Most recently, we have also been preparing for the first of our two planned ‘lace roadshow’ events. These will be events for anyone to bring along items (including photographs) related to the lace industry for discussion or perhaps for donation. There’ll be some items from the Nottingham lace collection on show and even a curator on hand to chat to! The venue couldn’t be more appropriate – an old lace factory, and the HQ of Lace Productions Ltd in Lime Grove, Long Eaton (now Long Eaton Art Room), and we’re especially pleased to be able to hold the event there. So why not add Saturday 21st October to your diary and come and see us? More details: Poster for Lace Roadshow
Unravelling the Lace Industry at War
So, with the up-coming (pun intended) May Day 1940s Knees Up event, my thoughts turned to what the lace industry did during the two world wars. I was discussing this with our Curator of Industry, Antiquities and Archaeology over a cuppa the other day and we know that the lace factories did not stand idle during this time. Amongst other items, they made hair nets for the munition factory workers, mosquito nets for the troops, and blast-covers for windows, but sadly we do not have any examples of these in our collection.
Do you have any of these hiding away at home, maybe in a loft, or a garage? Would you be willing to donate them to fill a gap in our lace story? If so, please contact Ann Inscker, Curator of Industry, Antiquities and Archaeology, email@example.com for further information.
I’ve included a picture of one of the most famous items in our lace collection – the Battle of Britain Lace Panel, not just for it’s relevance to the wartime theme, but also because, as part of our project we will be looking into the complex art of designing and draughting for the lace industry. I’m looking forward to learning more about this as we speak to people who used to/are still working in the trade. It’s thanks to their precise skill and attention to detail that we have amazing pieces like this one. More about that later!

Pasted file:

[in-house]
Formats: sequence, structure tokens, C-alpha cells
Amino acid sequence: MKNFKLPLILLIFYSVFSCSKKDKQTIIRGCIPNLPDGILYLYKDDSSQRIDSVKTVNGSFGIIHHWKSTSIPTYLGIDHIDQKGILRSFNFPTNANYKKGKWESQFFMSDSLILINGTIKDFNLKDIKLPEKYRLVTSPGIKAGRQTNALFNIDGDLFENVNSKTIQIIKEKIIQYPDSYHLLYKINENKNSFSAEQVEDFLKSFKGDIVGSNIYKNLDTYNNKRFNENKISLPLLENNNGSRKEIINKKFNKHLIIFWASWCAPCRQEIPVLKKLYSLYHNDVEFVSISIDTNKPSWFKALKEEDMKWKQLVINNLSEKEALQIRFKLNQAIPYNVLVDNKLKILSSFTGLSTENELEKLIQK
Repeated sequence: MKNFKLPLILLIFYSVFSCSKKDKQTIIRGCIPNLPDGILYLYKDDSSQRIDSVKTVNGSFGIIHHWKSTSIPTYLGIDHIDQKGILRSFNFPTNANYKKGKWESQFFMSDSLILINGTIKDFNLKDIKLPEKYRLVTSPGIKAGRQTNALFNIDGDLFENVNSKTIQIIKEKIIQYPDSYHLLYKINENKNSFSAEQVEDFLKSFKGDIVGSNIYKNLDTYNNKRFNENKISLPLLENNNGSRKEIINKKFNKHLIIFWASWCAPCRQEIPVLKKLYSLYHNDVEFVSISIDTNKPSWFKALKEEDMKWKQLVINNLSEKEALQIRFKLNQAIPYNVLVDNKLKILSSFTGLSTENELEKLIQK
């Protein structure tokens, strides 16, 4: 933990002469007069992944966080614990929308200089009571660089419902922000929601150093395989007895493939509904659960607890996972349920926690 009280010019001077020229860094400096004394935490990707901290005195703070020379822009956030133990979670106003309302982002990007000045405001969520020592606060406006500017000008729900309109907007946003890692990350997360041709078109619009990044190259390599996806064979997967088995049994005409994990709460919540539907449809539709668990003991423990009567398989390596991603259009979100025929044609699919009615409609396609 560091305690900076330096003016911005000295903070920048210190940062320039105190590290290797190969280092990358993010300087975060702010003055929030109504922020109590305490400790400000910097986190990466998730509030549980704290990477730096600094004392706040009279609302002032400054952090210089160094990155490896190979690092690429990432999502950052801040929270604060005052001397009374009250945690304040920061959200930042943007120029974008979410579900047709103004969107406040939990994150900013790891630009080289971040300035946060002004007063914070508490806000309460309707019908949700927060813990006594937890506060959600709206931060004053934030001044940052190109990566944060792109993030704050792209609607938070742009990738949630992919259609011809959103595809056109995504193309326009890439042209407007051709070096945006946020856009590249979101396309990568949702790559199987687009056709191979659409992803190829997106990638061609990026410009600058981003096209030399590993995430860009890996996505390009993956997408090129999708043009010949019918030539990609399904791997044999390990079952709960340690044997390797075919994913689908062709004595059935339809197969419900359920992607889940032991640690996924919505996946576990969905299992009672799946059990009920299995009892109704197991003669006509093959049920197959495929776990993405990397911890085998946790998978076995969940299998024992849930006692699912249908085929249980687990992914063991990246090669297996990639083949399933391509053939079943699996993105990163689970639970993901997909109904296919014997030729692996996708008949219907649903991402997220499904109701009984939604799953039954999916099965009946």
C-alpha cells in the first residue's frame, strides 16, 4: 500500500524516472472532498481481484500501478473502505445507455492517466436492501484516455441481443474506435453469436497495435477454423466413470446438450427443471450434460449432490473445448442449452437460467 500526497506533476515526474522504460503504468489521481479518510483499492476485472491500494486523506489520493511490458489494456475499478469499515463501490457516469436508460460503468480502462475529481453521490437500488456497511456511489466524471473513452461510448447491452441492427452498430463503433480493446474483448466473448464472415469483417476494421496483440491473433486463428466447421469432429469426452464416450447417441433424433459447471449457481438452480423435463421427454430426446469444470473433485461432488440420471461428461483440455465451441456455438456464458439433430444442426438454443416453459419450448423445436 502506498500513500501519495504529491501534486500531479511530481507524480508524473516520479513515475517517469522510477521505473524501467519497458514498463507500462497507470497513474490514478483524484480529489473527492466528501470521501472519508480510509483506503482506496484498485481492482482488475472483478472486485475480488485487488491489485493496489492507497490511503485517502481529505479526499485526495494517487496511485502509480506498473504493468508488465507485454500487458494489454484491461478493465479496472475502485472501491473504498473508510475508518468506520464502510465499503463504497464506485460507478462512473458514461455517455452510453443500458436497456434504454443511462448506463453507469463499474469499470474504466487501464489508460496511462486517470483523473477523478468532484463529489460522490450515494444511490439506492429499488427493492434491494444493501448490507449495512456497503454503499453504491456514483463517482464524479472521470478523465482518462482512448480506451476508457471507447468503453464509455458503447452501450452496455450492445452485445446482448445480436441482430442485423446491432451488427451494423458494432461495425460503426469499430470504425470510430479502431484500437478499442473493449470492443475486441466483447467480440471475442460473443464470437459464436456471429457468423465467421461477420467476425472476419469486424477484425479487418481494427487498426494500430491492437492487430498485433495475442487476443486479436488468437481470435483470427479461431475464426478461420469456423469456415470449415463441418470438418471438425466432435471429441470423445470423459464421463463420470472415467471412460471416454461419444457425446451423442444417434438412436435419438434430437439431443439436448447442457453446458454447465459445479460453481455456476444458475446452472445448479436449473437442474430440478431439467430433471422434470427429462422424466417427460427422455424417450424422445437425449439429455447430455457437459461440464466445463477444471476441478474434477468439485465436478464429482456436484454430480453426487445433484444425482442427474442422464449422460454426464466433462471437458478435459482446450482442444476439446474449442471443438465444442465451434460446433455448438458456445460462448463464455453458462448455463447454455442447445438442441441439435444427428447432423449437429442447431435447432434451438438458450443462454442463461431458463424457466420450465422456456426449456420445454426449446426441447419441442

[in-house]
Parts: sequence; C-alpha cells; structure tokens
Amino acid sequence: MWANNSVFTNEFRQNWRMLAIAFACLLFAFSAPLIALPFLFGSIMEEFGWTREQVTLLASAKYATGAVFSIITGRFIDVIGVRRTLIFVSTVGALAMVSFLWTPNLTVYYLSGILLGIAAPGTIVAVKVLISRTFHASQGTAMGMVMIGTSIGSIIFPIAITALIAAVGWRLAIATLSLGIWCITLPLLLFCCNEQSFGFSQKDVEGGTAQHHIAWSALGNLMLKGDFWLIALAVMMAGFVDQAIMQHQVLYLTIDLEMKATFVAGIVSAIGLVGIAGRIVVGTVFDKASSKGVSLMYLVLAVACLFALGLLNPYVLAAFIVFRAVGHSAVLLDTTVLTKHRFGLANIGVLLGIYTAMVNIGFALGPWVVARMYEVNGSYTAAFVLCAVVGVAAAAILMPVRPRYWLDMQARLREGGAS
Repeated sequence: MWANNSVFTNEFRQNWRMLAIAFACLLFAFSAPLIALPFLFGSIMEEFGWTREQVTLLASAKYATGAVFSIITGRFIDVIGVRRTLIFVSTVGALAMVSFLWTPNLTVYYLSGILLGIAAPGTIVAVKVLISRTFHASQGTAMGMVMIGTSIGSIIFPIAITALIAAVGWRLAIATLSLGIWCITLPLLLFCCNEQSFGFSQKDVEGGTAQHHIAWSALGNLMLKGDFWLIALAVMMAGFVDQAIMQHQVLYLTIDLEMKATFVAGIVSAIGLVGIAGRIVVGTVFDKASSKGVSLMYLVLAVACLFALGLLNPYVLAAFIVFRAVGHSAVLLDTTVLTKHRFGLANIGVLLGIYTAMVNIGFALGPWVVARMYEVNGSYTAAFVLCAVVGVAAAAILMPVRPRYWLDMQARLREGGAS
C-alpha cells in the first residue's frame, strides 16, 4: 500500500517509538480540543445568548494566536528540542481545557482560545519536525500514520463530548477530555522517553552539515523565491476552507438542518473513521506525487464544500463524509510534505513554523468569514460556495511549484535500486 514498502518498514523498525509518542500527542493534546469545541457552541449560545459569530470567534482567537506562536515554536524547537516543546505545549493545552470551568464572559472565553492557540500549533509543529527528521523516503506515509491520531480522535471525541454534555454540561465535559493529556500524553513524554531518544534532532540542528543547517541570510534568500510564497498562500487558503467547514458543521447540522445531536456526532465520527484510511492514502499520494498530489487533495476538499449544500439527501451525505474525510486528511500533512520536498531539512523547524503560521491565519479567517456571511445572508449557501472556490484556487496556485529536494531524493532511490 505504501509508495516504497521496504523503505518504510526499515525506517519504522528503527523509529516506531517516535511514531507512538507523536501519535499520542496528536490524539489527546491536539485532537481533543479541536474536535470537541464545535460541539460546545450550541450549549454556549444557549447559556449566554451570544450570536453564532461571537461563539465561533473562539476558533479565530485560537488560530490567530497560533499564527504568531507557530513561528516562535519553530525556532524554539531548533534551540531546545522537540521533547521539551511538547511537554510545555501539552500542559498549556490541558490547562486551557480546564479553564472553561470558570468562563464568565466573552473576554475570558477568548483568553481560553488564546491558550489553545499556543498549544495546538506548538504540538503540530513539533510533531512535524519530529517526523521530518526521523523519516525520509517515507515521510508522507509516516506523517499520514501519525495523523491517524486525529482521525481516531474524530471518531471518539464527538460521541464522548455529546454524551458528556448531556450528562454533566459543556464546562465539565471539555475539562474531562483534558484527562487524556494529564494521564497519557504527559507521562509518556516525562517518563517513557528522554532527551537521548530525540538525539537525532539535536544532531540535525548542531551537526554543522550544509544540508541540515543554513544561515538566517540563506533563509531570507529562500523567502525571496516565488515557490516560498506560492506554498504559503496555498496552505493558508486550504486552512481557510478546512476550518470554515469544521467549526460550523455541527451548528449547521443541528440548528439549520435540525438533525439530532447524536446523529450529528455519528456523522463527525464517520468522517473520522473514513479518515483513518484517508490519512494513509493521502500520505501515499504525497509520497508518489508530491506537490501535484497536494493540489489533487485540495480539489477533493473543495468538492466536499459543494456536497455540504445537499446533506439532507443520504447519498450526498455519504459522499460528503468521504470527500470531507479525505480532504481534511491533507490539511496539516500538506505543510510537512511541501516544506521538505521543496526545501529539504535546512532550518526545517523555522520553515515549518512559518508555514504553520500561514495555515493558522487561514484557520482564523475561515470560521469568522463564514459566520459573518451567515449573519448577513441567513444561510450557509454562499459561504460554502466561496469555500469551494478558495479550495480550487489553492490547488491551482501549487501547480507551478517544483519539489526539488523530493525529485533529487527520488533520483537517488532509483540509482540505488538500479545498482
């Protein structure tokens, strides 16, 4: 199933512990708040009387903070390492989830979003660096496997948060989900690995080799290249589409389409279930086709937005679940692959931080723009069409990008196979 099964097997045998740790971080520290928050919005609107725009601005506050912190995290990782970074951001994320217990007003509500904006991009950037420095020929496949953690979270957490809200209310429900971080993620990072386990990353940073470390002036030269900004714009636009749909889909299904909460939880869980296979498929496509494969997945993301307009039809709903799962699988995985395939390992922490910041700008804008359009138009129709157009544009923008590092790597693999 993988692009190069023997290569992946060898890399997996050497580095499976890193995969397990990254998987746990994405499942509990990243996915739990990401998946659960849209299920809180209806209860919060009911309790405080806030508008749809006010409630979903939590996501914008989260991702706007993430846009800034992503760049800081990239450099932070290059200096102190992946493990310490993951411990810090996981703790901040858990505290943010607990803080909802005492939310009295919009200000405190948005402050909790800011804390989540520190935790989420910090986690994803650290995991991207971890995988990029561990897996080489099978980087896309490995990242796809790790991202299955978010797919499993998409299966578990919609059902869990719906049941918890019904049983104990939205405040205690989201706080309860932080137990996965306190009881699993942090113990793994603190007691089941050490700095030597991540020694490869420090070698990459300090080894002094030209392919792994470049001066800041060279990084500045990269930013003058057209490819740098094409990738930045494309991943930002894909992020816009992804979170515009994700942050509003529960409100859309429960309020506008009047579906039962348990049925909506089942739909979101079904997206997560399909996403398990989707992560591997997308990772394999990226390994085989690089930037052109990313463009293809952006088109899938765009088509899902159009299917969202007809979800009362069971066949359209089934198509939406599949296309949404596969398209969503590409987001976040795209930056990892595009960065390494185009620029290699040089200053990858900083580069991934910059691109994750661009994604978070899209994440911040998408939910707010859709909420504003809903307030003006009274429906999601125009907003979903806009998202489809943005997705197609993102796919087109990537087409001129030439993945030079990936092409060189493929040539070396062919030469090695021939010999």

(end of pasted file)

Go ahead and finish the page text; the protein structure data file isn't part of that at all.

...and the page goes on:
24 April 2017
Unravelling Nottingham Museums’ New Lace Project: Lace Unravelled
Hi – I’m the new Project Assistant for Lace Unravelled, and I’ll be blogging about our new Arts Council funded project – We are currently in the early stages, so I’ll be posting more once we get fully under way. The project aims to bring together specialists, academic partners and the lace industry of Nottingham to further our understanding of the Nottingham Museums’ Lace collection. The collection was Designated as a Collection of National Importance in 2014 and it really is very special – alongside lace clothing such as dresses, collars and gloves, we have designs, bobbins, panels, table-cloths, even menus!
Over 100 lace sample books are currently in our stores, and their conservation will be part of the project. This is already under way, with every one of them having been condition-checked and recorded. Not as easy as it sounds, as some are so large and heavy, it takes two to lift them out of the box!
The collection also includes examples of the machinery that produced many of these items and made Nottingham famous for its lace – the Leavers Lace Machines, housed at Nottingham Industrial Museum (on the Wollaton Hall site).
As part of the project, we hope to find out more about these machines and their workings, and their use in other areas around the country and further afield (yes, amazingly, they are still being used by modern textile companies). We also want to discover more about their clandestine journey across the channel to France and the subsequent lace links between Nottingham and Calais.
So, lots to do! I’ll be blogging about our progress, but in the meantime, if you want to see a very small part of the lace collection, there is a selection currently on display at the Castle, and of course, you can see the heavy machinery at Nottingham Industrial Museum (check main websites for details of opening times, or http://www.nottinghamindustrialmuseum.org.uk/about/textiles/ and https://www.facebook.com/NottinghamIndustrialMuseum/)